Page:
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    @jgreve no, you just showed that Mac's date does not understand the %:z format control. Check your output thoroughly, it wrote literal :z instead of your time zone with the : separator like for example date +%:z -> +02:00 --- Also shell normally has nothing to do with this because date is normally an external executable, not the shell's built-in. Commented May 6, 2022 at 15:12
  • 1
    argh. :-/ I stand corrected.
    – jgreve
    Commented May 6, 2022 at 16:36
  • 2
    MacOS 12.6 supports date -Iseconds, can't figure out when this was changed though!
    – Fizzadar
    Commented Oct 9, 2022 at 18:05
  • The first example also is not fully portable, as %z is not defined (only %Z is defined) in the POSIX standard for date(1) (see pubs.opengroup.org/onlinepubs/9699919799/utilities/date.html) Commented Jul 16, 2023 at 17:21
63

The --help got an update recently actually, so the option definitely isn't going away:

-I[FMT], --iso-8601[=FMT]  output date/time in ISO 8601 format.
                             FMT='date' for date only (the default),
                             'hours', 'minutes', 'seconds', or 'ns'
                             for date and time to the indicated precision.
                             Example: 2006-08-14T02:34:56-06:00

     -R, --rfc-2822        output date and time in RFC 2822 format.
                             Example: Mon, 14 Aug 2006 02:34:56 -0600

         --rfc-3339=FMT    output date/time in RFC 3339 format.
                             FMT='date', 'seconds', or 'ns'
                             for date and time to the indicated precision.
                             Example: 2006-08-14 02:34:56-06:00

Note since coreutils-8.27 --rfc-2822 is deprecated in favor of the more general --rfc-email

     -R, --rfc-email       output date and time in RFC 5322 format.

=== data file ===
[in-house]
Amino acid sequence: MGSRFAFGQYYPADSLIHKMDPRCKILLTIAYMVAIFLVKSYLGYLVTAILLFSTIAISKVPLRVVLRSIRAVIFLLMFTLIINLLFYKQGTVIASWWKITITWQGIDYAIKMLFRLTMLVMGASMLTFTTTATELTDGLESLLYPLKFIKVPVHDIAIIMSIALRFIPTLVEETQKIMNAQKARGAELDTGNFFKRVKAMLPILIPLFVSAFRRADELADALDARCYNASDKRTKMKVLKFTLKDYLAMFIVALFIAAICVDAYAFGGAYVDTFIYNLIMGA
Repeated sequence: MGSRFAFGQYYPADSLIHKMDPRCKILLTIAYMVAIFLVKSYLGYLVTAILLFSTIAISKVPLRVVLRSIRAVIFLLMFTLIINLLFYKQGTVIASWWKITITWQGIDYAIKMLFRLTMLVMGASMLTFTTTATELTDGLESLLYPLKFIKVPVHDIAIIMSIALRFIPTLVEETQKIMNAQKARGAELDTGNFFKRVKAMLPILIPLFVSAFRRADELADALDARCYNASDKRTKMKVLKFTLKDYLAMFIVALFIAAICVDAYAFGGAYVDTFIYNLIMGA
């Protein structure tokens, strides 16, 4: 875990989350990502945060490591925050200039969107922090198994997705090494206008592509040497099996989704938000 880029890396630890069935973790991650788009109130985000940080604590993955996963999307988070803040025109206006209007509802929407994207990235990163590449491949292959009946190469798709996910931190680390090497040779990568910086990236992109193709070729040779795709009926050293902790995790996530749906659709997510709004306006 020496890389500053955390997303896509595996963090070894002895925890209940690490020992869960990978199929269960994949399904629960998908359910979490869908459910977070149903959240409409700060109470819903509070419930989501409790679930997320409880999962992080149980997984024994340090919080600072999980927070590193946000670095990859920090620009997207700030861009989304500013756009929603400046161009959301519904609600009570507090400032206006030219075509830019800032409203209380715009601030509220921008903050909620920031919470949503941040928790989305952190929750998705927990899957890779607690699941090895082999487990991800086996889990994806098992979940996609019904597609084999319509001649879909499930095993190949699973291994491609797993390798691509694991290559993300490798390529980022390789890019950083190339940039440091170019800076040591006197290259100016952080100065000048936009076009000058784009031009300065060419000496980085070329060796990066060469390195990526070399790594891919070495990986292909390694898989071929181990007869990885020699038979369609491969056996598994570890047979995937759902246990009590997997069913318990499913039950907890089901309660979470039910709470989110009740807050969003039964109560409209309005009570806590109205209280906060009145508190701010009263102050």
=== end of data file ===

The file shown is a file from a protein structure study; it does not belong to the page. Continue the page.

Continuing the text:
Example: Mon, 14 Aug 2006 02:34:56 -0600
2
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    It would be nice if there was a -I style without the timezone. Would be more useful for logging, etc, where the timezone doesn't matter
    – naught101
    Commented Jan 17, 2019 at 5:56
  • 2
    @naught101 you can get rid of the timezone offset by specifying the component parts: date +"%Y-%m-%dT%H:%M:%S.
    – enharmonic
    Commented Jan 23, 2023 at 22:13
57

I'm running Linux Mint and the option is available:

$ lsb_release -a
No LSB modules are available.
Distributor ID: LinuxMint
Description:    Linux Mint 17.3 Rosa
Release:    17.3
Codename:   rosa

The execution of the command:

$ date --iso-8601=seconds
2016-12-14T09:53:25-0400
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  • 27
    or just date -Iseconds
    – pstanton
    Commented Nov 15, 2019 at 1:29
  • 14
    but it doesn't appends Z to the end so this is not fully complete ISO timestamp Commented Jan 7, 2020 at 10:34
  • 6
    date -In (same as date -Ins) or date -Is same as (date -Iseconds) etc.
    – Artfaith
    Commented Jun 13, 2021 at 19:08
  • 7
    "but it doesn't appends Z to the end so this is not fully complete ISO timestamp" Z is the UTC timezone. +00:00 is the same as Z. +00:00Z is not correct. Commented Jul 20, 2021 at 17:08
  • 3
    For a filename compatible format, I use $(date -u +"%Y-%m-%dT%H-%M-%SZ")
    – SandRock
    Commented May 20, 2022 at 9:48
3

I think this is perfect, maybe you will also like it:

date -u --iso-8601=ns | sed s/+00:00/Z/ | sed s/,/./

Result example: 2022-12-10T20:44:36.753578818Z